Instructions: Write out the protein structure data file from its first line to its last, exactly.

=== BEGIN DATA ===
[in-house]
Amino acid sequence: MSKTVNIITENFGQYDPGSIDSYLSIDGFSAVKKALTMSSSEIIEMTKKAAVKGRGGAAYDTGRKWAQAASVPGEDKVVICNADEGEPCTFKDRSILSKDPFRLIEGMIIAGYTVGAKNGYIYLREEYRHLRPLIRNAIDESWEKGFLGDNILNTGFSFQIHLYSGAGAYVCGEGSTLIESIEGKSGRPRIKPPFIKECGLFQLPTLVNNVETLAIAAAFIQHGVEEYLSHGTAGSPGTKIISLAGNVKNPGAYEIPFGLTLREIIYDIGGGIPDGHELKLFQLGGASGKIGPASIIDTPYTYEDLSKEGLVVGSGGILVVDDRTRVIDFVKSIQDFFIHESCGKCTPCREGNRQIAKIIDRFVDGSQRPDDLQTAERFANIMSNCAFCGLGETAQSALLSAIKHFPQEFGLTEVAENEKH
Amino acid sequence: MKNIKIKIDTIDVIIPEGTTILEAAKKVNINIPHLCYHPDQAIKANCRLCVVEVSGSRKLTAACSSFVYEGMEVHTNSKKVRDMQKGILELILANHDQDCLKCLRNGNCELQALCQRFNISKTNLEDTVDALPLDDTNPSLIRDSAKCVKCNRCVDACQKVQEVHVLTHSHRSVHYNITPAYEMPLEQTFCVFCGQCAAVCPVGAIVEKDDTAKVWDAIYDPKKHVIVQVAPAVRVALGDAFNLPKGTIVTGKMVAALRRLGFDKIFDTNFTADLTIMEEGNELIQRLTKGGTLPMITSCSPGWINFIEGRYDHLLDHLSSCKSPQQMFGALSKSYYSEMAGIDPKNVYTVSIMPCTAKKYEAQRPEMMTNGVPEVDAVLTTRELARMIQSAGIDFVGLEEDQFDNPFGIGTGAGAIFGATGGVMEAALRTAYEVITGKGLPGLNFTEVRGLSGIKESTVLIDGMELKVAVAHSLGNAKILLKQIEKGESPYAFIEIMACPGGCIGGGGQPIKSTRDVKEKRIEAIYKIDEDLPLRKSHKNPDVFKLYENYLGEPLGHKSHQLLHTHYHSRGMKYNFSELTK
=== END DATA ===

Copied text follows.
[in-house]
Amino acid sequence: MSKTVNIITENFGQYDPGSIDSYLSIDGFSAVKKALTMSSSEIIEMTKKAAVKGRGGAAYDTGRKWAQAASVPGEDKVVICNADEGEPCTFKDRSILSKDPFRLIEGMIIAGYTVGAKNGYIYLREEYRHLRPLIRNAIDESWEKGFLGDNILNTGFSFQIHLYSGAGAYVCGEGSTLIESIEGKSGRPRIKPPFIKECGLFQLPTLVNNVETLAIAAAFIQHGVEEYLSHGTAGSPGTKIISLAGNVKNPGAYEIPFGLTLREIIYDIGGGIPDGHELKLFQLGGASGKIGPASIIDTPYTYEDLSKEGLVVGSGGILVVDDRTRVIDFVKSIQDFFIHESCGKCTPCREGNRQIAKIIDRFVDGSQRPDDLQTAERFANIMSNCAFCGLGETAQSALLSAIKHFPQEFGLTEVAENEKH
Amino acid sequence: MKNIKIKIDTIDVIIPEGTTILEAAKKVNINIPHLCYHPDQAIKANCRLCVVEVSGSRKLTAACSSFVYEGMEVHTNSKKVRDMQKGILELILANHDQDCLKCLRNGNCELQALCQRFNISKTNLEDTVDALPLDDTNPSLIRDSAKCVKCNRCVDACQKVQEVHVLTHSHRSVHYNITPAYEMPLEQTFCVFCGQCAAVCPVGAIVEKDDTAKVWDAIYDPKKHVIVQVAPAVRVALGDAFNLPKGTIVTGKMVAALRRLGFDKIFDTNFTADLTIMEEGNELIQRLTKGGTLPMITSCSPGWINFIEGRYDHLLDHLSSCKSPQQMFGALSKSYYSEMAGIDPKNVYTVSIMPCTAKKYEAQRPEMMTNGVPEVDAVLTTRELARMIQSAGIDFVGLEEDQFDNPFGIGTGAGAIFGATGGVMEAALRTAYEVITGKGLPGLNFTEVRGLSGIKESTVLIDGMELKVAVAHSLGNAKILLKQIEKGESPYAFIEIMACPGGCIGGGGQPIKSTRDVKEKRIEAIYKIDEDLPLRKSHKNPDVFKLYENYLGEPLGHKSHQLLHTHYHSRGMKYNFSELTK